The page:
When it first reared its head almost three years ago, the press acclaimed WarTorn as a breath of fresh air for the RTS genre. But back then it was due out in late 1998.
Since then the times they have a-changed though, and today 3D spinny-rotatey™ strategy games are ten a penny. So does WarTorn still have what it takes? EuroGamer investigates...
War Is Hell Entertaining
It's 2999 AD, and the Earth has been at peace for centuries. The problem is, let's face it, peace is boring.
So the people of the future have come up with WarTorn, a real-life war-game where teams fight it out over a series of massive "war arenas", using a range of replica 20th century military hardware including tanks, boats and planes. Victory will carry you through to the next round. Defeat will carry you through to the field hospital.
It's a nice twist on the usual "centuries of struggle" and "battle between good and evil" plot-lines that most real time strategy games fall back on. Instead of an epic struggle for freedom, you are taking part in a spectator sport, fighting for ratings and money.
It also nicely explains all the peculiarities of real time strategy games, such as where all those shiny new units come from, why you start each battle with only a handful of resources, and why the terrain is always set up to funnel your troops into the enemy base...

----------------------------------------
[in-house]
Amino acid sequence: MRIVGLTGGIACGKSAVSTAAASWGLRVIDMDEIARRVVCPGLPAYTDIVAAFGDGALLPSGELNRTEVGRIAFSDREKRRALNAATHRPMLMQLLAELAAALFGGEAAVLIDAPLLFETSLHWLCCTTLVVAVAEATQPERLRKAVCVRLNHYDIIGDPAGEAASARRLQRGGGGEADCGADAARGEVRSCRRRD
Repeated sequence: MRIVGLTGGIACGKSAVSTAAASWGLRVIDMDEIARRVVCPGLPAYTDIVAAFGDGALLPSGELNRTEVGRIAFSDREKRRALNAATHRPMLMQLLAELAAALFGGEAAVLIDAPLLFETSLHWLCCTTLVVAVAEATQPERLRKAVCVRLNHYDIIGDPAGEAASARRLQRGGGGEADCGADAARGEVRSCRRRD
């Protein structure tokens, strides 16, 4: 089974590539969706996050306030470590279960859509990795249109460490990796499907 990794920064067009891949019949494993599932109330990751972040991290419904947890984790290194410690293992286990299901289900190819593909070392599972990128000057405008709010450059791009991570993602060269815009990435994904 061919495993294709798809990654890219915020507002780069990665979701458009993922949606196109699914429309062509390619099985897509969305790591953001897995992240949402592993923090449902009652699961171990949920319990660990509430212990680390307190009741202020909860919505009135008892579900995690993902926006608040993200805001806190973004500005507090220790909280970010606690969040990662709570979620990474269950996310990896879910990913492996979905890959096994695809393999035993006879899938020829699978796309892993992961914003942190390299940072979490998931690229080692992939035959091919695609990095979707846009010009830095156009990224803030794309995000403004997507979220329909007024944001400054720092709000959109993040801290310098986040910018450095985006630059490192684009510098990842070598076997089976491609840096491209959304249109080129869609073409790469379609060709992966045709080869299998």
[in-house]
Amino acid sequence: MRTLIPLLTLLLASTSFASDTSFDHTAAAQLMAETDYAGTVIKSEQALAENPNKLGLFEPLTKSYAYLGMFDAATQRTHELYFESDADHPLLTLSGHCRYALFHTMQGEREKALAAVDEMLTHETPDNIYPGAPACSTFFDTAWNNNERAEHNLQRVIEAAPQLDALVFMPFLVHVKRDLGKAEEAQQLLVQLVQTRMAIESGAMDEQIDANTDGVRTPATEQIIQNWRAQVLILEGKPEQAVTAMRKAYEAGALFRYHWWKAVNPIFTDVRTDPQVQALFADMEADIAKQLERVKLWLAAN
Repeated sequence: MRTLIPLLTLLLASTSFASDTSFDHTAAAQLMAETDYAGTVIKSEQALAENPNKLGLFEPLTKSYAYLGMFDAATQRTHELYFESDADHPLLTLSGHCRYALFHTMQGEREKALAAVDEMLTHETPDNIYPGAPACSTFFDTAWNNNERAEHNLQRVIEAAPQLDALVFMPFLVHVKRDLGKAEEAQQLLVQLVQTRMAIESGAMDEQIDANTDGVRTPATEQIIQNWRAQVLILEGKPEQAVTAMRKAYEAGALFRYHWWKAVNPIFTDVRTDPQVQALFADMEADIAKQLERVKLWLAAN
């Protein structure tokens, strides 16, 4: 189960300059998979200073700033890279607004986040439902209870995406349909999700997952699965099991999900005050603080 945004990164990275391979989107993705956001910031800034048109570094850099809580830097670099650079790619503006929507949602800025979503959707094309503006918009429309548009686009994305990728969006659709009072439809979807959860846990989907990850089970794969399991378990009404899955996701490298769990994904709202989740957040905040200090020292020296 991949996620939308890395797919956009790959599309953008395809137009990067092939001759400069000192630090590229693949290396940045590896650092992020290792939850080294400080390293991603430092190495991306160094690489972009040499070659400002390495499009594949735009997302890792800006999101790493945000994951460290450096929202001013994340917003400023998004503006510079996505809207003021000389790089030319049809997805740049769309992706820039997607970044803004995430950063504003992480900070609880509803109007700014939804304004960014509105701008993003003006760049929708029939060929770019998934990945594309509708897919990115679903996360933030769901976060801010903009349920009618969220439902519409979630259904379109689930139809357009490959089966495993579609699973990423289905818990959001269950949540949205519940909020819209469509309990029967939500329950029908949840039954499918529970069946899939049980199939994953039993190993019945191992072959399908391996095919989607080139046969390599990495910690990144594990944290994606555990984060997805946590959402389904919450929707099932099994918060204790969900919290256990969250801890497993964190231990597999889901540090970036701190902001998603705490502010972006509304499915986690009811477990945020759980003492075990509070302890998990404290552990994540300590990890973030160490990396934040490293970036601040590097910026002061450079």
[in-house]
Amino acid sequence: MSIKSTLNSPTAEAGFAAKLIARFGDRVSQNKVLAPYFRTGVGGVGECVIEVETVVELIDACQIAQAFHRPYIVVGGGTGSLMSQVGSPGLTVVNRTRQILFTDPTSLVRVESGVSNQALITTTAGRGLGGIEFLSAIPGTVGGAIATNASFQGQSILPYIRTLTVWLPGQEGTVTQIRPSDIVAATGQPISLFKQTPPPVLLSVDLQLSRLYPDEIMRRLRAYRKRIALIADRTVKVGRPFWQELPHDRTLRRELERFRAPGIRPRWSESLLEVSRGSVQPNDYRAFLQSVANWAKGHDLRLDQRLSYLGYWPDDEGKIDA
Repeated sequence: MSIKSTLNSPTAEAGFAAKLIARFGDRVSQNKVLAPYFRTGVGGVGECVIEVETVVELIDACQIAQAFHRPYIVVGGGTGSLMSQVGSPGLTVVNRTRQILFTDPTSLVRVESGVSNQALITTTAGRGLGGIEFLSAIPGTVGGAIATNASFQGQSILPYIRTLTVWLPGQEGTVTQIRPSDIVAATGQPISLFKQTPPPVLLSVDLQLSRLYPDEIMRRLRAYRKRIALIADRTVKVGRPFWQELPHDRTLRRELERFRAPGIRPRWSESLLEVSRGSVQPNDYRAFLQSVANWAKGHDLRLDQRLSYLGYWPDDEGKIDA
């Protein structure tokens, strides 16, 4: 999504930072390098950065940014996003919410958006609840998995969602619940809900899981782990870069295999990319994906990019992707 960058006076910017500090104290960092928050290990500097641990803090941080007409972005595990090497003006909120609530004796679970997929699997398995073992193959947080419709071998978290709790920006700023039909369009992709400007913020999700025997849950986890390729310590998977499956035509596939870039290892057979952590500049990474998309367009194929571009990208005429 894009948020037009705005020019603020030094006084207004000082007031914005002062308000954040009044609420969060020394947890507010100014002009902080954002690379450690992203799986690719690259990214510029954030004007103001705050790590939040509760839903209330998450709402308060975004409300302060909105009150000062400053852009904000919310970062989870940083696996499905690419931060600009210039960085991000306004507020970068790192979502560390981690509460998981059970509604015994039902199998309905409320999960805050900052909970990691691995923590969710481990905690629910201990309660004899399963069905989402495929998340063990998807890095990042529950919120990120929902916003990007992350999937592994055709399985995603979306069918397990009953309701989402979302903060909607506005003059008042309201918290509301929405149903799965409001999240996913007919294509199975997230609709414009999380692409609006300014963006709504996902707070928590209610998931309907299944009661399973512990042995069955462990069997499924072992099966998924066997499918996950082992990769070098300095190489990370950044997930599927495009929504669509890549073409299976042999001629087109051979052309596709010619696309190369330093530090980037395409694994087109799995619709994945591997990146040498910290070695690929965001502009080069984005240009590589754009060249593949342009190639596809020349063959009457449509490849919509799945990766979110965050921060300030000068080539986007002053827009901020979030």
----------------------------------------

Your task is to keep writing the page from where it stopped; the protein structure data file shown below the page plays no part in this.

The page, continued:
Resource management consists of taking control of "pre-fabricated extraction buildings", which will then provide you with the raw materials needed to construct your base.
These resources can also be traded with other teams in exchange for new units during a battle, helping to prop up your war effort in the face of the enemy's attacks.
And to make things more interesting, your units can also be built and customized in the field, changing their armour, weapons and even engines to design your own hybrid units. Sadly WarTorn is no longer the only game to offer customisable units, but it does look to be more flexible than most.
And that's WarTorn's biggest problem - it's already almost two years overdue, and many of the features that would have been groundbreaking back in 1998 have since been included in other games.
And if it slips much further, WarTorn is likely to be drowned in a flood of similar games, such as Ground Control, Dark Reign II, Star Trek : New Worlds, and the English language version of Earth 2150.
WarTorn might not be as revolutionary as its designers had hoped, and the graphics engine certainly isn't the most advanced out there, but it should be a fun and, above all, novel RTS game.